Brandon Quaranta, McDonogh School
by Derek Toney
Brandon Quaranta had to make a decision. It’s the spring of 2004 and Quaranta, recently graduated from Hofstra University, had to choose between going to law school or moving from the soccer field to the coaching sidelines.
For Jack Quaranta’s son, the choice was pretty easy.
“I was a coach’s son. I don’t know I was aware of it, but I may have been groomed in that why,” said Brandon, whose father has been a fixture on the Baltimore club scene for three decades. “I enjoyed talking the game and analyzing the game, even as a player…it was everyday before and after, constantly talking soccer with my immediate family and extended soccer family.”
Following in his dad’s coaching footsteps, Brandon Quaranta is carving an impressive legacy at McDonogh School. Quaranta is VSN’s Boys Soccer Coach of the Decade.
In six seasons, Quaranta has guided the Owings Mills private school to four MIAA A Conference championships. Last fall, the Eagles became the first program to win three consecutive titles in one of the nation’s premier high school conferences.
Quaranta said it begins with McDonogh’s administration.
“They give us the tools to be successful. They let us surround ourselves with a great staff and let us attract really good student athletes who buy into the culture,” said Quaranta. “If you don’t have that, you have nothing.”
Quaranta spent nine seasons as an Eagle assistant under Steve Nichols, who left in 2014 to become Loyola University men’s coach.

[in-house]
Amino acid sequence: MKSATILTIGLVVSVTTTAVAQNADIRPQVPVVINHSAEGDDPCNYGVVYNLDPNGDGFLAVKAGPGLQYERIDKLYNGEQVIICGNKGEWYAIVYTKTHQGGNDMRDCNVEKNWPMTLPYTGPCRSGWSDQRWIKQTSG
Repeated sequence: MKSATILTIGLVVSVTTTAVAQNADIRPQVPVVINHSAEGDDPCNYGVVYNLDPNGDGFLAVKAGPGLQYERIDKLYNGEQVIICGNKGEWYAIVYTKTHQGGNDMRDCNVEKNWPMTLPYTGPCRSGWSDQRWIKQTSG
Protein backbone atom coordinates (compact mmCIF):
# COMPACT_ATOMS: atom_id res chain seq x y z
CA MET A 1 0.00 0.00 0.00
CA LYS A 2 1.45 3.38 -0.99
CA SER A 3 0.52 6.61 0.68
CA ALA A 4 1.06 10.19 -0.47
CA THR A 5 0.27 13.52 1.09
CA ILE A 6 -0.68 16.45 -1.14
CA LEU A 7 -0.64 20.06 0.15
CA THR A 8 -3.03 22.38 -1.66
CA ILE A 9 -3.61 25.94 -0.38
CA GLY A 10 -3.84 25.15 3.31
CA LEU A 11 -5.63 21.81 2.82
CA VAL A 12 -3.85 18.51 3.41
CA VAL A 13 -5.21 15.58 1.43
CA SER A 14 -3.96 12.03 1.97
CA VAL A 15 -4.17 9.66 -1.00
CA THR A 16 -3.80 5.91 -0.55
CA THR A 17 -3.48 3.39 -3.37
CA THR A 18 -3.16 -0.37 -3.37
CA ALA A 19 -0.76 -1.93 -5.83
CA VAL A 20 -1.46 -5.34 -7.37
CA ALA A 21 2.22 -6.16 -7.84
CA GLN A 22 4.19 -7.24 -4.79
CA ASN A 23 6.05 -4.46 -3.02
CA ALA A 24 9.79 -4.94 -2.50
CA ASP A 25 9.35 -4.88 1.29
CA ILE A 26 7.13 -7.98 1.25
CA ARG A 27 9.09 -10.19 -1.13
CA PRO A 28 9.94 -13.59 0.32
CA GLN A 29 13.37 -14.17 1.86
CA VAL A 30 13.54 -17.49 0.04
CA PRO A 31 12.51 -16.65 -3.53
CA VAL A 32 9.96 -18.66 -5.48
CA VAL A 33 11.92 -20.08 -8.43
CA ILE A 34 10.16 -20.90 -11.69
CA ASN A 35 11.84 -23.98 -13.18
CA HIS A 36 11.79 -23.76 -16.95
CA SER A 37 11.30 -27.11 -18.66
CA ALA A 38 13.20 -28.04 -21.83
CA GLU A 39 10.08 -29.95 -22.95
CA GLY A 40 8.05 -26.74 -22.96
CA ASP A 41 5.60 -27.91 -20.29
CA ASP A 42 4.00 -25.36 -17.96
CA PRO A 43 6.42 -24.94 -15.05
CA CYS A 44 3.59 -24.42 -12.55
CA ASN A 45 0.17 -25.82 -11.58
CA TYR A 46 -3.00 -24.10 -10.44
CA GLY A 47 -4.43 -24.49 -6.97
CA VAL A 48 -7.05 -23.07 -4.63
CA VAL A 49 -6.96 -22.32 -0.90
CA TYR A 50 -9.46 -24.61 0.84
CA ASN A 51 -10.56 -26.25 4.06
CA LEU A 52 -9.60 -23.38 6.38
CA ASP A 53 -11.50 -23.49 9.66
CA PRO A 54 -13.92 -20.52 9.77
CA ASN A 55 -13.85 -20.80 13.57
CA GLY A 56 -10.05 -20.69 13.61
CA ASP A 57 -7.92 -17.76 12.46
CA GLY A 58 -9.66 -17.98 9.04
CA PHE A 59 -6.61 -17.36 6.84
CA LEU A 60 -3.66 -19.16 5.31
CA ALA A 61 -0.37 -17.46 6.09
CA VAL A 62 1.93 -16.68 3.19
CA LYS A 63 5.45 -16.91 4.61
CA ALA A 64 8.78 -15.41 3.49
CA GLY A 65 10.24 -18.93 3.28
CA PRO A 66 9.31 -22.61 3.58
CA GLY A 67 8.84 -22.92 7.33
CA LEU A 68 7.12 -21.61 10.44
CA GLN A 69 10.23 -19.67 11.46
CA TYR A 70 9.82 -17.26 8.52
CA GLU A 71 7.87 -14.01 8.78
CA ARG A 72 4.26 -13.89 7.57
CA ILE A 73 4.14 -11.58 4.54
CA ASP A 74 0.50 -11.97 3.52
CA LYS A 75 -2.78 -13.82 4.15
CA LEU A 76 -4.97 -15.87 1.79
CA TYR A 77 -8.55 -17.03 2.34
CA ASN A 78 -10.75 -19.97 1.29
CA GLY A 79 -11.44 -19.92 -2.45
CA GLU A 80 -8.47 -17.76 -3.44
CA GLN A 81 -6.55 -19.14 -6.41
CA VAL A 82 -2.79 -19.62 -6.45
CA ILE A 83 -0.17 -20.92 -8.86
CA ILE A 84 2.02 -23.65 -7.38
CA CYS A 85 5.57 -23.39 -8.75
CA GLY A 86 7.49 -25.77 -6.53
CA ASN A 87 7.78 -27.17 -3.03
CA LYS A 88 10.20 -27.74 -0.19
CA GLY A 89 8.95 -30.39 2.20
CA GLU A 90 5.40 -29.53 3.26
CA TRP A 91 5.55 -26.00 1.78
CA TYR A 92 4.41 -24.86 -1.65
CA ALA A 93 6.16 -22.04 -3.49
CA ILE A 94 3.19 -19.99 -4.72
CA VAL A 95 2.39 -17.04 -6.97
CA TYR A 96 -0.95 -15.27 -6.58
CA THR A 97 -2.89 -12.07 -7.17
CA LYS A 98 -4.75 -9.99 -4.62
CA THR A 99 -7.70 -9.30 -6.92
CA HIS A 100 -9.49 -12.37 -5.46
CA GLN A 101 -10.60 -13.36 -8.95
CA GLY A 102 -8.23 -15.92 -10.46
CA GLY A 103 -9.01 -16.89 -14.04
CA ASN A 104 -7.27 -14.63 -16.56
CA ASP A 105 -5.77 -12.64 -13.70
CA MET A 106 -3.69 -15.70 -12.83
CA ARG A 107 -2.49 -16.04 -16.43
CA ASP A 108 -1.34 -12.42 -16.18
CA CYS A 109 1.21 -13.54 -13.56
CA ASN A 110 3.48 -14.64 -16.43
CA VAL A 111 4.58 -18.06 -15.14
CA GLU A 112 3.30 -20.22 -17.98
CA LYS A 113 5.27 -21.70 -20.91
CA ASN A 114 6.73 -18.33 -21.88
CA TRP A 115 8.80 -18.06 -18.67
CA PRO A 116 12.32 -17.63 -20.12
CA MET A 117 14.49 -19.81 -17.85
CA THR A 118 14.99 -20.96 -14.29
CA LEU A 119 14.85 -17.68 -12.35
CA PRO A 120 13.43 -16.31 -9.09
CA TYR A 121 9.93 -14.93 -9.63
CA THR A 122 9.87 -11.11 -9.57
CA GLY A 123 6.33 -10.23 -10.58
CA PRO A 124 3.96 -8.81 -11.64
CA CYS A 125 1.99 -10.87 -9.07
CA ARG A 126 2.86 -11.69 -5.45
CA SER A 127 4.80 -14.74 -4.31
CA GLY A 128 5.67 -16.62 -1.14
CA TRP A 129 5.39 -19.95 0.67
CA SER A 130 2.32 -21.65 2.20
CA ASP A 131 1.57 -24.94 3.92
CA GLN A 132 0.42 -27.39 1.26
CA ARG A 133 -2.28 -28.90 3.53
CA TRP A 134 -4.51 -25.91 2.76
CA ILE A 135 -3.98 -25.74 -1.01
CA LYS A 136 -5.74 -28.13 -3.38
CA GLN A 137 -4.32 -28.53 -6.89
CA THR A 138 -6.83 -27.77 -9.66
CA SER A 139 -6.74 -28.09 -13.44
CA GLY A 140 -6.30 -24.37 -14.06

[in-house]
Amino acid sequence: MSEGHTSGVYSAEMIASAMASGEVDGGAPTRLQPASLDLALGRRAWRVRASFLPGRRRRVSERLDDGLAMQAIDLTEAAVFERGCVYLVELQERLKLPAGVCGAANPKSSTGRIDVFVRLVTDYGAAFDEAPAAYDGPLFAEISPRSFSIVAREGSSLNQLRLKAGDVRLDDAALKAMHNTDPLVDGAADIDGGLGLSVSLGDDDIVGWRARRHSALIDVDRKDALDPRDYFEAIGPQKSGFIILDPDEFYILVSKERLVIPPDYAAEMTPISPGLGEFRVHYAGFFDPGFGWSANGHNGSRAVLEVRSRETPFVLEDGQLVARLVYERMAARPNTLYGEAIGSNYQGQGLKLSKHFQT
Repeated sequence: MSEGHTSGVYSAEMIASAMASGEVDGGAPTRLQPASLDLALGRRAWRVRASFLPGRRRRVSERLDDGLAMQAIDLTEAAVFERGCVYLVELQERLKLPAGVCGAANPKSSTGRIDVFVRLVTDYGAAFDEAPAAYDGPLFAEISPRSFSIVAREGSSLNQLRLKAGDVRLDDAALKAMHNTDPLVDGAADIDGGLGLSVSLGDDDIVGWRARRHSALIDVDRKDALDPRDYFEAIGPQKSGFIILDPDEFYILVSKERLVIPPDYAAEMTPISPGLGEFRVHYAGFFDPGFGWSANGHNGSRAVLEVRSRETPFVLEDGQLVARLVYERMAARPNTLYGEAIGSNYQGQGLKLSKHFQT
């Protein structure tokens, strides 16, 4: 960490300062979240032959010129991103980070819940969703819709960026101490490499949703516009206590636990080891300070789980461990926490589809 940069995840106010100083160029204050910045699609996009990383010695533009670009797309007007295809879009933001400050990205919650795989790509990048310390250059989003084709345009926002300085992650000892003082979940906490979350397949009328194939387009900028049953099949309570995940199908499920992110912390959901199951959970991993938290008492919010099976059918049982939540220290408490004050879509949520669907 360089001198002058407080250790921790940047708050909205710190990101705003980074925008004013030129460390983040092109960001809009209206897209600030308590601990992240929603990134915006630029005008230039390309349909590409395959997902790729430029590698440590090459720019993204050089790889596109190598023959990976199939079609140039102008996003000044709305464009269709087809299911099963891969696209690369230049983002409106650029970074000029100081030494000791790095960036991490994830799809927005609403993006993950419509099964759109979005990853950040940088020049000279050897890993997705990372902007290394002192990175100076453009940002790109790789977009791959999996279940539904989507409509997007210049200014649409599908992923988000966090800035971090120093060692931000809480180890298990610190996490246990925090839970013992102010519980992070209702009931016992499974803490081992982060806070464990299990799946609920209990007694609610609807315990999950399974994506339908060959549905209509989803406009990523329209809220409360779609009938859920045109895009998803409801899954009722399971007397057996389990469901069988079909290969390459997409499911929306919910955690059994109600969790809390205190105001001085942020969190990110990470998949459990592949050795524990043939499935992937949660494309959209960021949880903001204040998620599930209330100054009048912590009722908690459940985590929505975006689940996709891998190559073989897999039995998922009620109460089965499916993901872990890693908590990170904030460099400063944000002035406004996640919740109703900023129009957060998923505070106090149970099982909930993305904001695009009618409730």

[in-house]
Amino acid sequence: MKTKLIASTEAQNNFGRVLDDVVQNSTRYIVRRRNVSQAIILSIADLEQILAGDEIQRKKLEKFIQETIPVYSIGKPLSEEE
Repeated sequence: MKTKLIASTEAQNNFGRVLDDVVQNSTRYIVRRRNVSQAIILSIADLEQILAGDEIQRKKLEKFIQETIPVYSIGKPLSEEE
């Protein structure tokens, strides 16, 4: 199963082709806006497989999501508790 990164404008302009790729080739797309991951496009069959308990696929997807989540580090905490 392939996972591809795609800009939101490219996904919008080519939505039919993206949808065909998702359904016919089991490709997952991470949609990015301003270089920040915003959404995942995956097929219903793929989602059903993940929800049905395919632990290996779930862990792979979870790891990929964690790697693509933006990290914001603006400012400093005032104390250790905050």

Quaranta said Nichols, who built McDonogh into one of the nation’s elite programs, groomed him.
“He gave me a lot of responsibility from day one. That was his mentality,” said Quaranta, who coached alongside Nichols with the Baltimore Bays and Baltimore Celtic club programs. “He let me run a lot of sessions.”
Quaranta had “mixed emotions” when Nichols decided to leave to McDonogh after 17 seasons (won 290 games and seven MIAA A championships), but was “confident and ready” to assume the reigns of the area’s top program.
“There were things I wanted to do differently, like any coach,” said Quaranta. “You take a lot with you, but you want to put your mark on it.”
“You’re always following in someone footsteps. You got to be yourself and confident in your ability and relay the same message,” said Gilman School longtime coach Jon Seal. “Brandon’s kept things going at McDonogh, but, to his credit, added his personal touch. Every coach is different in communicating a message.”
In 2018, the Eagles had to “look where we were” after being dismantled by Loyola Blakefield in the regular season. McDonogh righted itself and denied the Dons a perfect season with a penalty kick decision for a second straight MIAA A title. Last fall, McDonogh overcame a 3-3-1 start and injuries, capped with a victory over Archbishop Curley (lost during regular season) in the final for the historic 3-peat.
“Seasons have ups and downs, and the teams that have good character seniors, good leadership usually gives that extra five, 10-percent come playoff time,” said Quaranta, who claimed his first MIAA A title in 2015.
Quaranta, who’s the boys Elite Clubs National League director at Pipeline Soccer Club, has had father Jack alongside him on the McDonogh sidelines with AJ Berry and Chuck Travis. He played for legendary coach Pep Perrella at Archbishop Curley.
Quaranta is 103-18-3 with five MIAA A final appearances in six seasons at McDonogh.
“You can be the best coach, but you have to get the guys to buy in,” said Quaranta, who played three seasons at UMBC before finishing his collegiate career at Hofstra. “Our whole organization, from administrators to teachers to faculty to student athletes, blend together to create what we believe is one of the best cultures in the country.”